By Rabbi Yair Hoffman for the Five Towns Jewish Times

It was an innovative way of saving money. The municipality worked it out that they would outsource the financial cost of the Department of Health inspectors. From now on, it would be the restaurants themselves that would hire the health inspectors. The restaurants would pay them, they would take out the FICA taxes, the worker’s comp –– the restaurant would handle it all.

The move “worked wonders” for the state of health in the restaurants. Eateries that were previously designated with a C minus rating were now rated A plus and health violation write ups were down too.

The astute reader will detect an obvious problem here. This is what is called a classic conflict of interest. The upgraded rating and lowered violations are probably due to the unique financial arrangement.


In 2009, researchers Bernard Lo and Marilyn Field published a book called, “Conflict of Interest in Medical Research, Education, and Practice.” In the book, Lo and Field defined a conflict of interest as “a set of circumstances that creates a risk that professional judgement or actions regarding a primary interest will be unduly influenced by a secondary interest.”

When an inspector is paid by the people he supervises there is a risk that his judgment and actions will be unduly influenced. The safety of the restaurant consumers has been placed at risk. Indeed, the general public has also been placed in danger.


The same should be true in the field of Kashrus. The mashgiach is there to protect the public from eating non-kosher or questionable items just as the health inspector is there to protect the public from anything that can compromise their health and safety.


Indeed, last generation’s Gadol haDor, Rav Moshe Feinstein zt”l, in his Igros Moshe (YD Vol. IV #1:8) writes that the Mashgiach should not be paid by the facility receiving the hashgacha, but rather should only be paid by the Vaad HaKashrus itself. Indeed, he should have no direct monetary business dealings with the company.

The above story of the health inspectors that were paid by the restaurants was fictitious, of course. But the situation with Kashrus organizations is not. Kashrus agencies coordinate the supervision in a manner that is in direct violation of this Igros Moshe and of common sense.


In recent years, there have been numerous instances of kashrus foul-ups. Indeed, the situation is somewhat akin to the Wild West. Most people remember the treif chickens at Shevach Meats in Monsey, N.Y. Jin Glatt Chinese Kosher in Passaic, N.J. was selling non-kosher meat for years and no one caught it. Stan and Pete’s, the main caterer in Johannesburg, South Africa, was found to be serving treif, as was Doheny Glatt in Los Angeles, Calif. Incidents such as these are happening again and again and again with no respite in sight.


Will this happen again or have these incidents taught us a lesson? An expert in the Kashrus industry remarked, “It is not a question as to whether it will happen again. It is rather a matter of when will happen again.” The community at large needs to speak up to prevent this from happening. Feeding tarfus to Klal Yisroel is not something that we should sit by and accept.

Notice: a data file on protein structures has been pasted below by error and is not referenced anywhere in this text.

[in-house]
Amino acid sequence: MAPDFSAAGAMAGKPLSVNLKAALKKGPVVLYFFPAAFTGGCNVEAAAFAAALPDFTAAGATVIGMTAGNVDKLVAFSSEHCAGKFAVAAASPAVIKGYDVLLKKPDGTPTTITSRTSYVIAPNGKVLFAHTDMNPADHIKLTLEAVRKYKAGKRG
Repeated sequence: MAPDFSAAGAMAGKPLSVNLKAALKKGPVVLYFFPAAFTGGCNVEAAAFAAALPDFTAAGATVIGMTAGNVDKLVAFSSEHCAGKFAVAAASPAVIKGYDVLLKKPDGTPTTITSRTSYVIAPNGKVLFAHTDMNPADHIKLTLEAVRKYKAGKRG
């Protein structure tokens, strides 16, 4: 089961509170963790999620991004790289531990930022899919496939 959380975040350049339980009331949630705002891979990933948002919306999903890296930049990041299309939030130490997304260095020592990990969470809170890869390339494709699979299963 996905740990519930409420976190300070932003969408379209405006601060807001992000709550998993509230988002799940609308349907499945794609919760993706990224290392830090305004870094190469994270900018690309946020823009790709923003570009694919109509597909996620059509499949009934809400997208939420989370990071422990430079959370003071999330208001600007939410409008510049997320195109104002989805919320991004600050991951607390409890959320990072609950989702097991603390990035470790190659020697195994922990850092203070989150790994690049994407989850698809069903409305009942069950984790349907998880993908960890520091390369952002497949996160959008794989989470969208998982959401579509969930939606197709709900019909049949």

The situation needs to be rectified. Allowing a conflict of interest to continue may be a violation of the Torah prohibition of “v’asisa hayashar v’hatov,” You shall do the just and the good (Dvarim 6:18).

The Ramban explains that the Torah gave this general mitzvah because it cannot relate all cases and eventualities that might arise. Therefore, the Torah covers all situations with a general instruction of acting in fairness and justness. In all his ways, the individual is bound to the “just and the good.” Many poskim point to this pasuk as being the source of the obligation of acting lifnim mishuras ha’din – above and beyond what strict halacha dictates. How can there be an obligation of going above and beyond the law?

In explanation as to why the situation in kashrus remains in a state of built-in conflict of interest we turn to a position paper presented by an Executive Rabbinic Coordinator, at the ASK RCA Yom Iyun held at OU Headquarters in New York City on May 1, 2007.

The position paper stated as follows:

It is self-evident that it is preferable that a Mashgiach be paid by the Kashrus organization and not by the supervised facility.

Unfortunately, this is generally not a viable option for semi or full-time Mashgiachim of establishments because of insurance considerations.

It is unclear what is meant by insurance considerations. This author knows of at least a dozen insurance brokers who would gladly offer any hechsher insurance for a full staff of mashgichim. What is probably being referred to is that the kashrus agencies cannot underwrite the payroll and insurance if the restaurants are late in paying. But this can be rectified if the restaurant is made to pay these fees in advance.


There is also another option. In the United States and elsewhere there are companies called PEOs, professional employer organizations. A PEO is a firm that provides a service under which an employer can outsource employee management tasks. These include employee benefits, payroll and workers’ compensation, recruiting, risk/safety management, and training and development. A PEO could be contracted to take over all of a hechsher’s mashgichim.

The author can be reached at


  1. I find it surprising that the article does not mention private hashgachos. With a private hashgacha the person doing the supervising is always paid by the person or organization that is being supervised.

    Caveat Emptor.


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